The Lamborghini Countach is both an automotive and cultural icon that laid the groundwork for multiple supercars that have come after it, and Lamborghini is celebrating this year's 50th anniversary of the Countach's debut with a modern interpretation.
The modern interpretation is known as the Countach LPI 800-4, and it made its debut on Friday at The Quail, A Motorsports Gathering, one of the premier events of 2021 Monterey Car Week currently underway in California.
The modern Countach is based on the bones of the Aventador and features a hybrid powertrain similar to the one in the Sian supercar of 2019. Peak output here is 803 hp, which is a tad lower than the 807 hp of the Sian.
In both cases there's a small electric motor integrated with the transmission, added to provide a boost to Lamborghini's familiar 6.5-liter V-12 which on its own develops 770 hp in this application. The electric motor only aids the engine at speeds up to 81 mph, though it also recovers energy under braking, which it stores in a supercapacitor instead of a typical battery. Drive goes to all four wheels.
This isn't the technology Lamborghini plans for its Aventador replacement due in 2023. That car will feature a battery and a newly developed V-12 in plug-in hybrid configuration.
Even without a big battery, the modern Countach isn't exactly light for a two-seater that boasts carbon-fiber construction for its central tub and body. The dry weight is 3,516 pounds, with the percentage split 43-57 front-to-rear. Thankfully performance is still brisk, with Lamborghini quoting a 0-62 mph time of 2.8 seconds, 0-124 mph time of 8.6 seconds, and top speed of 221 mph.
Lamborghini Countach LP500 prototype
According to Lamborghini, the modern Countach is meant to represent the continual evolution of the original right up to the modern day. All the key elements are there, though some aspects like the flared wheel arches and huge wing on some Countach models have been skipped. Instead, the aesthetic is similar to the original Countach prototype (shown above) that was first presented at the 1971 Geneva International Motor Show.
Lamborghini plans to build 112 examples of the car, the number referencing the LP 112 model designation used during development of the original Countach. Deliveries are scheduled to start in early 2022.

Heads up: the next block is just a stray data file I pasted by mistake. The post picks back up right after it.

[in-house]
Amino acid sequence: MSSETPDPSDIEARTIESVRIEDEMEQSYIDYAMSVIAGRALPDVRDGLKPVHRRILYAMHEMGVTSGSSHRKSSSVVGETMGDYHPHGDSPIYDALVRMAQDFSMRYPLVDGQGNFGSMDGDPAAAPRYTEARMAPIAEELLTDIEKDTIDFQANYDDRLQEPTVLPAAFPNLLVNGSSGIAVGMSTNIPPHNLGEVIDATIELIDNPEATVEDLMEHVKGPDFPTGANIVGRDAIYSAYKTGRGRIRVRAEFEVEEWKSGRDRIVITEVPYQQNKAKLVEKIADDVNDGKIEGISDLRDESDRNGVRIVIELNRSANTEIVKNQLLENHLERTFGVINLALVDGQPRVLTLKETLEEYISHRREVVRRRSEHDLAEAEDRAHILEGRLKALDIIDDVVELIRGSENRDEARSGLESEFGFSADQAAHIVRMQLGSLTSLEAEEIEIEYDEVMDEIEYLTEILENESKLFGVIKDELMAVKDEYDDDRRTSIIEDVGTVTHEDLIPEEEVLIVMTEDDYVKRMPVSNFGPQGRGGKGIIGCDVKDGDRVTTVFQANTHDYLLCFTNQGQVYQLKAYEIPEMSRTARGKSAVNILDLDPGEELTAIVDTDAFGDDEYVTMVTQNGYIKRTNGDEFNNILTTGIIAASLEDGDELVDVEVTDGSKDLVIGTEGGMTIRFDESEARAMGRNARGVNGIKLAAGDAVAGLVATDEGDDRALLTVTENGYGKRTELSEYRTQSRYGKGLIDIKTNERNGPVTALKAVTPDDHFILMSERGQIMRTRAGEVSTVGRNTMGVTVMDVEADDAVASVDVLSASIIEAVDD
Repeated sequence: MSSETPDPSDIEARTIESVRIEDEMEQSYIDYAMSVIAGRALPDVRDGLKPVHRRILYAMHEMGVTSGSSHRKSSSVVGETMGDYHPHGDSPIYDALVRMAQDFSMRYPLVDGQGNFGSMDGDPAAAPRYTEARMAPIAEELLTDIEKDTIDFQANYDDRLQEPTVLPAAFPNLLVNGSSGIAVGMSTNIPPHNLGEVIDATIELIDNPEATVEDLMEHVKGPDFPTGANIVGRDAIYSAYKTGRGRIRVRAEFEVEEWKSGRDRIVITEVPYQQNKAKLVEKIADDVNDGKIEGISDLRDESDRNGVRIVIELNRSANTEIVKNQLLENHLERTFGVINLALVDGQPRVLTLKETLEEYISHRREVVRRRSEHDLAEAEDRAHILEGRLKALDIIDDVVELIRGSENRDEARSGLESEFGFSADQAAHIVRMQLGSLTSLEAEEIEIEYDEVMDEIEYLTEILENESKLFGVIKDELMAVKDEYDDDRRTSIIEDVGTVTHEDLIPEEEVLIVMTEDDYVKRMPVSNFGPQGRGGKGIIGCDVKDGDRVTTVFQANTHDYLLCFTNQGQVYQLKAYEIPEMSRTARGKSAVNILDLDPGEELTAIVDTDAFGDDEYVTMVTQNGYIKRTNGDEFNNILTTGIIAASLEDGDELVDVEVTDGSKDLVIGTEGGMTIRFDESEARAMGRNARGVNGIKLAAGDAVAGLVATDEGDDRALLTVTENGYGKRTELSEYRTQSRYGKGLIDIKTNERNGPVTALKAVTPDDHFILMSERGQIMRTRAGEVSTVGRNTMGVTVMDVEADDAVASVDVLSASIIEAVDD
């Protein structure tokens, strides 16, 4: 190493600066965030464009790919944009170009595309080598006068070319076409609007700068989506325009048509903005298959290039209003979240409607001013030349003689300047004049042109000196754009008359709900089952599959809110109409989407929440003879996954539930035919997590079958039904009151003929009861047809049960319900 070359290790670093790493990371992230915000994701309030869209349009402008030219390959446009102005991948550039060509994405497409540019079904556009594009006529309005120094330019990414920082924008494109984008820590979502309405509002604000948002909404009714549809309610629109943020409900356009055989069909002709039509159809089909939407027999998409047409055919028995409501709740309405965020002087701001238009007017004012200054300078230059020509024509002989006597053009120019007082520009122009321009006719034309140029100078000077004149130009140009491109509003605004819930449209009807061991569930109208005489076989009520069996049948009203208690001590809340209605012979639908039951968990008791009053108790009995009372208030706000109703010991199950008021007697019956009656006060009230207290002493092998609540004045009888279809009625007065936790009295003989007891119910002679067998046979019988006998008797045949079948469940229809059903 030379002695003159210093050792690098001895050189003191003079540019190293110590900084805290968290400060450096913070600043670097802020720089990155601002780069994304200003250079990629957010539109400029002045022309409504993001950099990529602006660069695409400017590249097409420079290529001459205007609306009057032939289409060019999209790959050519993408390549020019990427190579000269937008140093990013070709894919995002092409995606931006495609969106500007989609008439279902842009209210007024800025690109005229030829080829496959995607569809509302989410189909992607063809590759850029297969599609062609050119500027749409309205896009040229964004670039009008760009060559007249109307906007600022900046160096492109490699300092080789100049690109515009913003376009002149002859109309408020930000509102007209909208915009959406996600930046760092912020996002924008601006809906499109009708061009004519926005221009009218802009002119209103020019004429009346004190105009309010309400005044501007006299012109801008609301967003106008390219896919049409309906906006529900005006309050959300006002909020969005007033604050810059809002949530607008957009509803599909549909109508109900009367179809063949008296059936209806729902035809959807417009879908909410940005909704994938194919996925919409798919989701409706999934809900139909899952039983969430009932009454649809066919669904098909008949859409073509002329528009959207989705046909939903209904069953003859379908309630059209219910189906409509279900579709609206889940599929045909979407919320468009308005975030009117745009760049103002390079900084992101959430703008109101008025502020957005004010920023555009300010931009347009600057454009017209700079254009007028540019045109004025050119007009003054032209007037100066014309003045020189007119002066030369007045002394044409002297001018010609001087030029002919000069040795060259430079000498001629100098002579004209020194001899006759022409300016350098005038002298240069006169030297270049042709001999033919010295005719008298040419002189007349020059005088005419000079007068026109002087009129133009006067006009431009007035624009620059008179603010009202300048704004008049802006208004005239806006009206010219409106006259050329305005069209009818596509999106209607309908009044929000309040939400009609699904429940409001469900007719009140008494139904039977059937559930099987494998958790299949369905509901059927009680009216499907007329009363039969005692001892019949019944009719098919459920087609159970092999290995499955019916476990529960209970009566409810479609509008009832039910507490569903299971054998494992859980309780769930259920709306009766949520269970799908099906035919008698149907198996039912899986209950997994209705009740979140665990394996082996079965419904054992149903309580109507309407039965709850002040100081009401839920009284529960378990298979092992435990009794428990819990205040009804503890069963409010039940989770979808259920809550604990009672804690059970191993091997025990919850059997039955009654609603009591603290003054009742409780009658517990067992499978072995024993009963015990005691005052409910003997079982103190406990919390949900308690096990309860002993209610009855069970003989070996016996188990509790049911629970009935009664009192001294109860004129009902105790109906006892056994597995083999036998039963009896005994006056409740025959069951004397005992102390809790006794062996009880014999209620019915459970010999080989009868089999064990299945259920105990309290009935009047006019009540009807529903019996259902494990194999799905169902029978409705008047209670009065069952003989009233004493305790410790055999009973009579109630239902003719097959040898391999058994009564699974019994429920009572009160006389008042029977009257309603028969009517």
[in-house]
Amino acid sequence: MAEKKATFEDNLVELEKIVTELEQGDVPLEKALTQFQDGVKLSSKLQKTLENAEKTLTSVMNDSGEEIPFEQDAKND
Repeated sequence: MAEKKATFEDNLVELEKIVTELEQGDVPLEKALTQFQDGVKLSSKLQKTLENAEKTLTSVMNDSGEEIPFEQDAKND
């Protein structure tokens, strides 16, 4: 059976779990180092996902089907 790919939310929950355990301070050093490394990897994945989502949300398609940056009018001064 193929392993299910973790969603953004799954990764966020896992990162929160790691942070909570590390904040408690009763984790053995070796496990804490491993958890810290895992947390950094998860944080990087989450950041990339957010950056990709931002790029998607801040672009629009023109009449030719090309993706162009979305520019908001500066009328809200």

The Countach was the successor to the Lamborghini Miura, and while designs of both cars are credited to Marcello Gandini, the Countach took on a very different form. Its wedge shape set the tone for 1970s supercar design, and its scissor doors remain a trademark of Lamborghini's V-12 models to this day.
Lamborghini Countach 25th Anniversary Edition
The Countach remained in production until 1990, with close to 2,000 examples built, before being replaced by the Diablo. Lamborghini celebrated the long production run with a special 25th anniversary edition, which was worked on by a certain Mr. Horacio Pagani.
Early examples had a 4.0-liter V-12 engine, but displacement was increased in later models, which also got fender flares, big rear wings, and other add-ons. In all cases, the engine was mounted longitudinally, and coupled to a 5-speed manual transmission.
The Countach was never considered an easy car to drive. Veteran Lamborghini test driver Valentino Balboni said the positioning of the engine was a bit too high, making the car prone to sudden oversteer. That, coupled with a lack of outward visibility, made the Countach one of the ultimate style-over-substance cars.
Lamborghini Countach LPI 800-4
In case you were wondering, the Countach isn't named after a Spanish fighting bull, like most other Lamborghini models. Pronounced "Coon-tach," the name is actually a take on a Piedmontese word, which has multiple meanings.
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